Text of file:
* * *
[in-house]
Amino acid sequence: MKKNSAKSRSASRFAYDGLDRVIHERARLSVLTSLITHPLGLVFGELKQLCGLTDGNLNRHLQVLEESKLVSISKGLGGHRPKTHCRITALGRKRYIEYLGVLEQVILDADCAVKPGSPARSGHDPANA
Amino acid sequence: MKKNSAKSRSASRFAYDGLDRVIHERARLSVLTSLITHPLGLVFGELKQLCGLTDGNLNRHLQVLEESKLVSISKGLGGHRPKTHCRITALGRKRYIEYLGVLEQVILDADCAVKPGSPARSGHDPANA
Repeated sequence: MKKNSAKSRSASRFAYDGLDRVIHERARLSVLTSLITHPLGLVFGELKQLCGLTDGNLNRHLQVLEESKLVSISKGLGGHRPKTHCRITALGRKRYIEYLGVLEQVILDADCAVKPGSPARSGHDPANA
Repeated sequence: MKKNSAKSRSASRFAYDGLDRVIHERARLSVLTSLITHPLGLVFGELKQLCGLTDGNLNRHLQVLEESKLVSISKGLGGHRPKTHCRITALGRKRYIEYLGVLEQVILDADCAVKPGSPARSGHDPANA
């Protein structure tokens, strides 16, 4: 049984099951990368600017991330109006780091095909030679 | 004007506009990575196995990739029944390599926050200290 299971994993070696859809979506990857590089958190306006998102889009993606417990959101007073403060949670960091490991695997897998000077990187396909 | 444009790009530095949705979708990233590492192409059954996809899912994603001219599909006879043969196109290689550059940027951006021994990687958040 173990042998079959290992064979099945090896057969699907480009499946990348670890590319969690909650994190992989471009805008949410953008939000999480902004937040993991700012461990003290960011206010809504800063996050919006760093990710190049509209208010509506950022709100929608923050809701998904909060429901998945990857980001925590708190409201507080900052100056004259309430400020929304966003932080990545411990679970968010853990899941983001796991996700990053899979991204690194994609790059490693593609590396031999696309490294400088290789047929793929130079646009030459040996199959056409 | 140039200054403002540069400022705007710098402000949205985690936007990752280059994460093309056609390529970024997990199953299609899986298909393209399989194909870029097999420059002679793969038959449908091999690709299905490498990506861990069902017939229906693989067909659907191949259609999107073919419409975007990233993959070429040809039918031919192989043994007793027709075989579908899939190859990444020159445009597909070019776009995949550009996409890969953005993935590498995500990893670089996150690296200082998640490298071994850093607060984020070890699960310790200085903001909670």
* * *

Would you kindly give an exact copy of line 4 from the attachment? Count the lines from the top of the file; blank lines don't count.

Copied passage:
Repeated sequence: MKKNSAKSRSASRFAYDGLDRVIHERARLSVLTSLITHPLGLVFGELKQLCGLTDGNLNRHLQVLEESKLVSISKGLGGHRPKTHCRITALGRKRYIEYLGVLEQVILDADCAVKPGSPARSGHDPANA